[REC] is a classic horror movie involving isolation in a hostile environment coupled with well-executed horror, terror, and suspense. The film starts slowly, unlike similar themed The Thing, but quickly escalates when the fire department, with embedded newscasters that evening, responds to what they believe to be a routine call for assistance. The viewer knows something is coming and when it finally does, it’s unrelenting until the final frame of [REC] has come and gone.
[REC] is presented rather effectively through the lens of cameraman Pablo (Pablo Rosso)’s camera, who is ordered to record everything by “While Your Sleeping” television reporter Ángela Vidal (Manuela Velasco), after they and others as sealed and barricaded in an apartment building. This voyeuristic, fetish-likely film perspective is very similar to the one found in The Blair Witch Project and Cloverfield, though is it used more realistically in the former than the latter. The viewer is right there, right inside the room, almost a participant, when people are killed and the horror begins in [REC]. This perspective serves to heighten the viewers’ involvement in what is transpiring and their reactions to it. Unlike Cloverfield, where the defacto camera holder, Hud, absurdly grips and records with his friends’ camcorder through the most unimaginable situations (e.g. jumping from one building to the other), in [REC] its established why events a frequently filmed and the camera is in fact turned off a few times and abused by the situations the characters find themselves in.
One of the film’s most complimentary factors is that none of the people in the sealed off building know why they are being isolated and by extension, neither does the viewer, a nagging enigma that constantly intrigues and keeps the audiences’ attention glued. Another factor is that the building and main setting for [REC] is populated by real people, not waiting-to-dies found in average horror-fare like Alien vs. Predator: Requiem and Friday the 13th (2009). We do not get to know them quite as well as the characters in Wolf Creek but they are not blank slates and could easily exist in the real world.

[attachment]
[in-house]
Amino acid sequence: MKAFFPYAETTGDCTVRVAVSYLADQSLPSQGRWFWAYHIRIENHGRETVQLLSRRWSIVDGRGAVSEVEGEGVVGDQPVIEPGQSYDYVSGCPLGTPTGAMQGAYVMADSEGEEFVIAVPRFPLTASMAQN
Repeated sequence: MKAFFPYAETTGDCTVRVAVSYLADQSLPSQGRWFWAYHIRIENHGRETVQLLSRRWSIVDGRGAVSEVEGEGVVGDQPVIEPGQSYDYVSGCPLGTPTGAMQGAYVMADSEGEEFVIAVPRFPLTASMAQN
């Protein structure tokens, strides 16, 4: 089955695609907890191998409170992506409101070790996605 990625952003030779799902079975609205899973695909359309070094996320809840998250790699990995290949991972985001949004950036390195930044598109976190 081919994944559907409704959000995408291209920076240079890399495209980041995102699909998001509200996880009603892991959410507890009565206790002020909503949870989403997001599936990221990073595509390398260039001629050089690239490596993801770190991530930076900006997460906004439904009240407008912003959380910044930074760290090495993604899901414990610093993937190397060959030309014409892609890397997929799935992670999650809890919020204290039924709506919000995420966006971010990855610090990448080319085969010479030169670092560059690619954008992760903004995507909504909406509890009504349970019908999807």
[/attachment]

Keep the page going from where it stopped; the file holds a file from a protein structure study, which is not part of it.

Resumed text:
There is no music or score during the majority of [REC] and rightfully so since none is required. The scenes and bloody events need no accoutrement. They speak for themselves especially the more intense occurrences. I am not saying the film would not have benefited if a good, trademark theme had been introduced, like The Hills Have Eyes remake did so effectively but it is not missed either. The viewer simply never thinks about it during [REC]’s runtime. Their attention is vehemently diverted by the gruesome and the escalating, visible anxiety of the “Quarantined” as the hellish events begin spiraling out of control: the last fifteen minutes of the film involve a monstrous chase and a game of hide and seek with life or death as the only prizes. It is one of the film’s most exciting sequences, [REC]’s defining moment, and a nail-bitter that ends with a pleading scream.
Jaume Balagueró’s [REC] is another example of a great horror film fashioned by non-U.S. hands that is a near classic in suspense if not out-rightly so. Structure-wise, [REC] is more straightforward than the evolving plot of Martrys and 28 Weeks Later, twist-ended Haute Tension (High Voltage, High Tension) and overboard but horrifically good Inside (À l’intérieur). What is really going on in the sealed off apartment in [REC] is nothing new, neither is its presentation. What is new is how [REC] was filmed, its script (which gives the viewer just the right amount of exposition) and its setting. After all, the environment is a character in the film as well.